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Revisiting Regulations for Nonbank Mortgage Lenders

Federal Reserve Governor Michelle Bowman last week suggested revisiting the regulatory framework that defines how nonbank mortgage lenders operate.

Speaking via webcast to the 2020 Financial Stability Conference hosted by the Federal
Reserve Bank of Cleveland and the Office of Financial Research, Bowman noted that the U.S.
economy and financial services system came into the COVID-19 pandemic in a strong position,
although strains soon emerged regarding the residential mortgage market. While the Federal
Reserve sought to address the situation through its massive purchasing of agency-guaranteed
mortgage-backed securities, Bowman observed that the “crisis period has also revealed a number
of new—or, in some cases, renewed—vulnerabilities related to lending and loan servicing by
nonbank mortgage companies.”

Bowman pointed out that although nonbank lenders originate roughly half of all mortgages,
including more than 70% of loans securitized through Ginnie Mae and the government-sponsored enterprises, they are vulnerable when it comes to accessing liquidity. Unlike banks,
the nonbank lenders cannot tap into the Federal Home Loan Banks or the Federal Reserve
System for assistance, nor do they have the ability to use deposits as a funding source. Instead, she
noted, they rely on warehouse lines of credit that are usually offered by banks.

“During the last financial crisis, when the private-label mortgage securitization market started to
freeze, mortgage lenders could not transition their originations from the warehouse lines to
securitization,” she said. Warehouse lenders became concerned about their exposures to the
nonbank companies and cut off their access to credit. As a result of this funding crunch and other
factors, many lenders failed, including household names like New Century Financial
Corporation.”

While Bowman did not foresee the aftermath of the 2008 crash repeating itself, she expressed
concern about liquidity-tightening through mortgage servicing, which many nonbank lenders
handle in-house.

“If borrowers do not make their mortgage payments, mortgage servicers are required to advance
payments on the borrowers' behalf to investors, tax authorities, and insurers,” she said. “Although servicers are ultimately repaid most of these advances, they need to finance them in
the interim. The servicers' exposure is greatest for loans securitized through Ginnie Mae, as they
require servicers to advance payments for a longer period than the GSEs. In some cases,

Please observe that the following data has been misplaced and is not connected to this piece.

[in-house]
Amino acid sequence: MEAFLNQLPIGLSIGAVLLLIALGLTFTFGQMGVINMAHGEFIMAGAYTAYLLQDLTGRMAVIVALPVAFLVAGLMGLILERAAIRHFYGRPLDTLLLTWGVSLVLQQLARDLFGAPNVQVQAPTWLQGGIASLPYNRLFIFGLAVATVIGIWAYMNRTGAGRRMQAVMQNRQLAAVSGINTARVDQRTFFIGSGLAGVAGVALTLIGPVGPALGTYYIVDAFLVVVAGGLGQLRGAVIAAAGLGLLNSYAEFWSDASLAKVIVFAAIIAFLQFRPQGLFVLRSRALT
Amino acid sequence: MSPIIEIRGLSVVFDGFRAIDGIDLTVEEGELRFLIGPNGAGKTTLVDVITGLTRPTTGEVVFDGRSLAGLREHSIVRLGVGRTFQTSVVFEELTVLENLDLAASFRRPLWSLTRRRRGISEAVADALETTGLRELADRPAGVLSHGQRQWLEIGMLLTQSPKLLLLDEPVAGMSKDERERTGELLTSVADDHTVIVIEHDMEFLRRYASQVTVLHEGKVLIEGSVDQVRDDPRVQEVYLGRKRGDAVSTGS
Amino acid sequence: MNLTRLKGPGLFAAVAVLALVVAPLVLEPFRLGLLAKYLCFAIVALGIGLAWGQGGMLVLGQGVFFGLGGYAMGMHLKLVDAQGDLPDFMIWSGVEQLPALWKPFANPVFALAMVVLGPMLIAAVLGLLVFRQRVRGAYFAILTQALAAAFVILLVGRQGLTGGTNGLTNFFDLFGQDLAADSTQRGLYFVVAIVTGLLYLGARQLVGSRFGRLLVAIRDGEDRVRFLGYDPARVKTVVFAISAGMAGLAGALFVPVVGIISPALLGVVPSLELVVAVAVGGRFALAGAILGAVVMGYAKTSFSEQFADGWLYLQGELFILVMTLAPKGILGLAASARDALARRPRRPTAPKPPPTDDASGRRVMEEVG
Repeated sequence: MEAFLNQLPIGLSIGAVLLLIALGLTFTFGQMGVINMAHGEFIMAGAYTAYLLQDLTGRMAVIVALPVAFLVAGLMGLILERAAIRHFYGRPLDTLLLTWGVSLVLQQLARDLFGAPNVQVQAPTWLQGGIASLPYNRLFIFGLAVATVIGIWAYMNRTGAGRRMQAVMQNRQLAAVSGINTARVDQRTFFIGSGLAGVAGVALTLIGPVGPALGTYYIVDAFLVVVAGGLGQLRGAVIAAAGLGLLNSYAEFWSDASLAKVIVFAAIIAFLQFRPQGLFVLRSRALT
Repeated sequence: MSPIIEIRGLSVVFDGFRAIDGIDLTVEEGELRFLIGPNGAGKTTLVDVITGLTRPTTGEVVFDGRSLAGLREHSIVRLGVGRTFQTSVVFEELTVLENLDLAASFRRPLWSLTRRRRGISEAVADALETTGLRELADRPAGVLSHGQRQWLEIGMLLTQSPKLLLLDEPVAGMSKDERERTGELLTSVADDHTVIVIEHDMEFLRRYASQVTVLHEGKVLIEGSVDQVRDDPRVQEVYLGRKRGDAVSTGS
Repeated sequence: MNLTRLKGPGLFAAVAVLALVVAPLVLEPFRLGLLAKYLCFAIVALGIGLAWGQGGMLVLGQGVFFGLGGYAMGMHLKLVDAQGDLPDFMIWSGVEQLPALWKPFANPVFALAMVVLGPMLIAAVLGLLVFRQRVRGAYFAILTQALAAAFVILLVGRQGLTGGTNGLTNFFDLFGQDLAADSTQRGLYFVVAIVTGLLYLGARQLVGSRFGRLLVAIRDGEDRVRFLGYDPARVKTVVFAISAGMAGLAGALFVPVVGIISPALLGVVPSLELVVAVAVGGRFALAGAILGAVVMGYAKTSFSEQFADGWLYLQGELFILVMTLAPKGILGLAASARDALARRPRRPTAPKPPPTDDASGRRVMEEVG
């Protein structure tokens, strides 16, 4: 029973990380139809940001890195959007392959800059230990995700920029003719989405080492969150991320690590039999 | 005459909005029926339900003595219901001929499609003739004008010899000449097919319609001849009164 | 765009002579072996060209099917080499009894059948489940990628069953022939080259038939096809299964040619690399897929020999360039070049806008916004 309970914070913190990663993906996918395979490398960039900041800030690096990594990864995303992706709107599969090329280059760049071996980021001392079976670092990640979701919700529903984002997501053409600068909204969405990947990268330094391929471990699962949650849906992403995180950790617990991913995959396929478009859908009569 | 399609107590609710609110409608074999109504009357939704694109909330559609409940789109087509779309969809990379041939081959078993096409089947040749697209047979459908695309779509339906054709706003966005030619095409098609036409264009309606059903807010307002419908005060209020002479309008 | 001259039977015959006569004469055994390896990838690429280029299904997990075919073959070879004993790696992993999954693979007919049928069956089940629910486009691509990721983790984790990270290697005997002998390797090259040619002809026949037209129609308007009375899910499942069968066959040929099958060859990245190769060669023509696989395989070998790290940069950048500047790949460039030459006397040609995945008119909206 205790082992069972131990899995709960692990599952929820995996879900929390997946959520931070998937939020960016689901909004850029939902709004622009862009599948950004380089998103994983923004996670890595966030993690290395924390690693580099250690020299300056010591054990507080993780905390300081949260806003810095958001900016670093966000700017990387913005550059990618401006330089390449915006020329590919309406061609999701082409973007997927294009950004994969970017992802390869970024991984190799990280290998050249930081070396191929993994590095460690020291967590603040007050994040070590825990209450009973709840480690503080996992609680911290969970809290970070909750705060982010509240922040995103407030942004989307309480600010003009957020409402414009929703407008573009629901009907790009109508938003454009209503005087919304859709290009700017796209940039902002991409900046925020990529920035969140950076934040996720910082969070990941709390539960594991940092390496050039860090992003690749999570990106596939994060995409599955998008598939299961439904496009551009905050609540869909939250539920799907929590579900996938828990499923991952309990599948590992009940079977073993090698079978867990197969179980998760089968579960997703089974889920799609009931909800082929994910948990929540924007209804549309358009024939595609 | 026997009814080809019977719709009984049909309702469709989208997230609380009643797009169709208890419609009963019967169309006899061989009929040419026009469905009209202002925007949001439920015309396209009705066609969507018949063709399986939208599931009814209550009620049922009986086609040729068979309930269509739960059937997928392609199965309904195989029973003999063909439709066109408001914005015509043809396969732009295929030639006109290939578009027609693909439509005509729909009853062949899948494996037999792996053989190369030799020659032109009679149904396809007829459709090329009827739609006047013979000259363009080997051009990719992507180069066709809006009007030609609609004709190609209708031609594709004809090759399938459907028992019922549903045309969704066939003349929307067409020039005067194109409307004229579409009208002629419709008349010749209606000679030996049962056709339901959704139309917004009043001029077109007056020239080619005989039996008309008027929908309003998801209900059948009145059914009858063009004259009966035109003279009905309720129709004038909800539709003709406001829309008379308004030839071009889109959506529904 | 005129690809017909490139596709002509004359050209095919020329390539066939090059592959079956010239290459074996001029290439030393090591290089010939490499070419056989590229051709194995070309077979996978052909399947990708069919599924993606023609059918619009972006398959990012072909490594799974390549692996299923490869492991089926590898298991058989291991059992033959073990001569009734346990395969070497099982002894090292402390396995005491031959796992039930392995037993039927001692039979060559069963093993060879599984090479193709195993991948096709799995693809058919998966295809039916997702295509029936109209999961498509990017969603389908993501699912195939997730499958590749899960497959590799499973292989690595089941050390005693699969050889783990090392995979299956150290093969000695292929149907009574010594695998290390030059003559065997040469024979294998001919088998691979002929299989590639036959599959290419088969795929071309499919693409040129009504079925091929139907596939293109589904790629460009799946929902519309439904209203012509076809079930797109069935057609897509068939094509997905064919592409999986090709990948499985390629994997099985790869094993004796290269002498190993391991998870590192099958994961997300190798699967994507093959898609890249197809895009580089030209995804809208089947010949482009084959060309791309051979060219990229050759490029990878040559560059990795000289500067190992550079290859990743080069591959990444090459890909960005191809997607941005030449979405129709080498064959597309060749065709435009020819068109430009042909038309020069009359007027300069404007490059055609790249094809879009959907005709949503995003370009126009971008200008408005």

servicers may also have to bear large credit losses or pay high costs out of pocket.

“Because mortgage companies are now the major servicers for Ginnie Mae, this liquidity risk—
and possibly solvency risk—is a significant vulnerability for these firms if borrowers stop
making their payments,” she added.

The collapse of these servicers could create a domino effect, Bowman continued, impacting the
lower-income areas and Black and Hispanic borrowers that rely heavily on these companies for
their mortgages. She forecasted the worst-case scenario where “if some large mortgage
companies fail and other firms do not step in to take their place, we could see adverse effects on
credit availability.”

Although Bowman admitted the liquidity concerns that regulators had regarding oversight of
nonbanks were raised before the pandemic, the severity of the crisis and the different situations
that nonbanks face compared to their banking counterparts is giving the issue additional
attention.

“I would also note one lesson we learned in March, which is that conditions in financial markets
can deteriorate very rapidly and unexpectedly,” she said. “I'm paying close attention to the issues
highlighted in my remarks today and keeping an open mind. But I think it's clear that doing the
hard thinking and planning now—at a time when conditions afford us the time do so—is a very
worthwhile investment. Our financial system and our mortgage market will be more resilient
when they welcome and appropriately manage the risks associated with both bank and nonbank
mortgage firms.”

About Author: Phil Hall

Phil Hall is a former United Nations-based reporter for Fairchild Broadcast News, the author of nine books, the host of the award-winning SoundCloud podcast "The Online Movie Show," co-host of the award-winning WAPJ-FM talk show "Nutmeg Chatter" and a writer with credits in The New York Times, New York Daily News, Hartford Courant, Wired, The Hill's Congress Blog and Profit Confidential. His real estate finance writing has been published in the ABA Banking Journal, Secondary Marketing Executive, Servicing Management, MortgageOrb, Progress in Lending, National Mortgage Professional, Mortgage Professional America, Canadian Mortgage Professional, Mortgage Professional News, Mortgage Broker News and HousingWire.
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